I saw something white through the grass, probably a Coors Light tall boy I thought.  In the summer this place collects a lot of trash so it would not be unusual.  Then the white thing moved.  Oh shit.  That's not a beer can, that's a long-tailed short-tailed weasel.  


The weasel had a dead rodent.  He ran around trying to decide how to react, finally grabbing the rodent and dashing a short distance before popping back up to reevaluate the situation.  I forgot I had switched to manual focus and most shots are blurry, but they're cool (to me) anyway.


From there the weasel took off running east along the rocks, dropping the rodent along the way.  


Again, he reevaluated the situation, and decided to run back for the rodent straight towards me.  



With the rodent dangling, the weasel took off again, heading east into what was becoming pure fog.


The dogs thoroughly inspected every square inch of the spot where we first saw the weasel while I thought about how amazingly fortunate I had just been and how grateful I was for that initial glance through my blinds at the sunrise.  Yes.  Everything happens for a reason.  Good times.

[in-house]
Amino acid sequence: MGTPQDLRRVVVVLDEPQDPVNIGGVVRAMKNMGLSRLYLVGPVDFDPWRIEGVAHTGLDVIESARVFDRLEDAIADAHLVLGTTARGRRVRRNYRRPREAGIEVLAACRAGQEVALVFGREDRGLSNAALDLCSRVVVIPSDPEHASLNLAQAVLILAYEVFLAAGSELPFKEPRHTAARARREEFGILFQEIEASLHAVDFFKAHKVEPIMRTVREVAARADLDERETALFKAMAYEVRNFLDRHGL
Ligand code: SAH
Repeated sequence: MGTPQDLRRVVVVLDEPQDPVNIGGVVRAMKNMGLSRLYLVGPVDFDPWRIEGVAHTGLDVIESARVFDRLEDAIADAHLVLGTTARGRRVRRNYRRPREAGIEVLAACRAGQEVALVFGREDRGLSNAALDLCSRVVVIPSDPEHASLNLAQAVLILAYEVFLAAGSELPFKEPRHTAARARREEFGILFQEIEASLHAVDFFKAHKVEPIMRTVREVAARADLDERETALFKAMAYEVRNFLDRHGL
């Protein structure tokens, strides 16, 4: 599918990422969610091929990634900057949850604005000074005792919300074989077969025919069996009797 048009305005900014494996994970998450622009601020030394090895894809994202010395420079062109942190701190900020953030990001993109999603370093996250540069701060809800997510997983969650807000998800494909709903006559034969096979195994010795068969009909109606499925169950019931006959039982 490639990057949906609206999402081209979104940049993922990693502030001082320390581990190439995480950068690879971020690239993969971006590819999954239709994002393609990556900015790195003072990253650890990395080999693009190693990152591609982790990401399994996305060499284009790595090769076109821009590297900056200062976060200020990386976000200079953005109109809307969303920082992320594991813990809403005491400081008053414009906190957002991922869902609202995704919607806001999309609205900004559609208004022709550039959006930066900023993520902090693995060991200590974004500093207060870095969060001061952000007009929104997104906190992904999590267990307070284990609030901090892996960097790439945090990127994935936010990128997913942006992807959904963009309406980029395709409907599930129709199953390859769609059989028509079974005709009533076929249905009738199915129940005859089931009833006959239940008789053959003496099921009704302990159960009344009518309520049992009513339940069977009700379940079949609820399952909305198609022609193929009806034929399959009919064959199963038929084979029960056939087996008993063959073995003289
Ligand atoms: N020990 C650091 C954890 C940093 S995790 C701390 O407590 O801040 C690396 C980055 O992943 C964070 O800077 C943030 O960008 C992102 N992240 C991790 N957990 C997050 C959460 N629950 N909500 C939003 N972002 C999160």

Saturday, January 17, 2015

Washington State.

I spent the beginning of my work week thinking that on my weekend I would drive out to see the Black-headed Gull in Umatilla.  But then people stopped seeing the gull.  Then I decided I would head to Netarts for the Baltimore Oriole.  But then people stopped seeing the oriole.  By the time my weekend came around yesterday I was itching to take a day trip somewhere and a reliable Long-eared Owl in Stanwood, WA became my new target. 


I arrived at Eide Road in Stanwood around 9:15, and found two or three Short-eared Owls, like the one above, flying all over.  The few people around had not seen the Long-eared but the Short-eareds were entertaining and rather tame. 


My stomach started growling embarrassingly loudly while watching this owl and I decided to head out to do some exploring elsewhere and eat some lunch.  One fellow at the spot suggested I go up to Fir Island to see the Snow Goose spectacle.  Seemed like as good a plan as any.